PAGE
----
Home - Making sense of how award provisions interact with an employment contract

UpdatesApr 07, 2021

Making sense of how award provisions interact with an employment contract

When an employee is covered by an award or enterprise agreement, some of the provisions in that instrument might affect the meaning of provisions in a written contract applying to that employee.

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When an employee is covered by an award or enterprise agreement, some of the provisions in that instrument might affect the meaning of provisions in a written contract applying to that employee.

In LWB Disability Services South Limited t/as Life Without Barriers v Smith (2021), a disability support worker was employed in a full-time position under an employment letter that specified the location of employment. The letter also stipulated the award that provided further employment conditions. The award contained a provision that permitted the transfer of employees involuntarily after consultation with the union.

Following an investigation into bullying complaints lodged against the employee, the employer purported to relocate the employee to a different location. The employee claimed the employer’s refusal to permit him to return to work at the locations specified in his employment contract was a repudiation of his employment contract, which he purported to accept, i.e. the employer had constructively dismissed him.

This claim required a Court to accept that the identification of the location in the contract was an express condition and an essential term of the employment contract. If the identification of a particular place of work is an essential condition, then, absent the employee’s consent, the employer is obliged to employ the employee in that location. Failure to do so would be a “fundamental breach of contract” amounting to repudiation. This is regardless of the fact that the transfer might be reasonable or justified.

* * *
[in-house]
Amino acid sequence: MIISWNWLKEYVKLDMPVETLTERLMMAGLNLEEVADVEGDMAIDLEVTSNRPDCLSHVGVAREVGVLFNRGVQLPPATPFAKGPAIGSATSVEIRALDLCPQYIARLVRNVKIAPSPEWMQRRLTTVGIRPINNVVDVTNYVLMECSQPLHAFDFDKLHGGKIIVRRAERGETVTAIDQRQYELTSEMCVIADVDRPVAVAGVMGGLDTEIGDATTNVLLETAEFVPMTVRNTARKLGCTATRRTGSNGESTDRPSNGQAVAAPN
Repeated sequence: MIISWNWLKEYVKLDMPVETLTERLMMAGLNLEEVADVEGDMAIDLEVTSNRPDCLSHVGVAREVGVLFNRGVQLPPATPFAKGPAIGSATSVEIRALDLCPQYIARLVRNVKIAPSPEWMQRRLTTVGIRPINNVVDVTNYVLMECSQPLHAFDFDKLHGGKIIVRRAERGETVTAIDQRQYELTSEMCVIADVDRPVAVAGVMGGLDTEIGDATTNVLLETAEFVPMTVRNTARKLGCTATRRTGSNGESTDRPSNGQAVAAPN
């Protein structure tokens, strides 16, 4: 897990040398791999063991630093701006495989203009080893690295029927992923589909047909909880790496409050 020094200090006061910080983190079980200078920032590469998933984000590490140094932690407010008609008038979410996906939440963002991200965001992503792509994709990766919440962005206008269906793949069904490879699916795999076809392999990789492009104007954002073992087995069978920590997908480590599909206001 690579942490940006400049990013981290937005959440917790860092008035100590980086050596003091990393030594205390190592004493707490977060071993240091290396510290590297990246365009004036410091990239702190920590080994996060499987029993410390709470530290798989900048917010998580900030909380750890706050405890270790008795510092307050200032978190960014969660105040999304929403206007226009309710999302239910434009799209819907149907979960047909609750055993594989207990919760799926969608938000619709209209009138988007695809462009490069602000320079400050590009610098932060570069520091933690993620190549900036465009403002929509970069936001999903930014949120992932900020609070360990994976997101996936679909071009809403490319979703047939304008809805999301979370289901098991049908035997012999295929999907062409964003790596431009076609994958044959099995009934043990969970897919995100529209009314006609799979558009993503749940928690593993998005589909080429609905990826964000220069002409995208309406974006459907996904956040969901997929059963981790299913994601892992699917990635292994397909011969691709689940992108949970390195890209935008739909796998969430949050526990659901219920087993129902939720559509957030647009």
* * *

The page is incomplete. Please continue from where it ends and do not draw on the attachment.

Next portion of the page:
In this case, the contract referred to an award that contained a provision permitting the transfer of employees involuntarily after consultation with the union.

The Court ruled that in interpreting the provision nominating the employee’s work location you had regard to what a reasonable person would consider was intended by this stipulation. However, you would attribute to that reasonable person “background knowledge”, including the fact that the employee was also covered by an award permitting the involuntary transfer.

With that background knowledge, by simply nominating or specifying a particular place of work in the contract, the parties should not have been taken to have intended to deprive the employer of an ability to relocate the employee. The reference in the contract to a specific location could not reasonably be construed as involving a promise, let alone one amounting to an essential term or condition of the employment contract.

 

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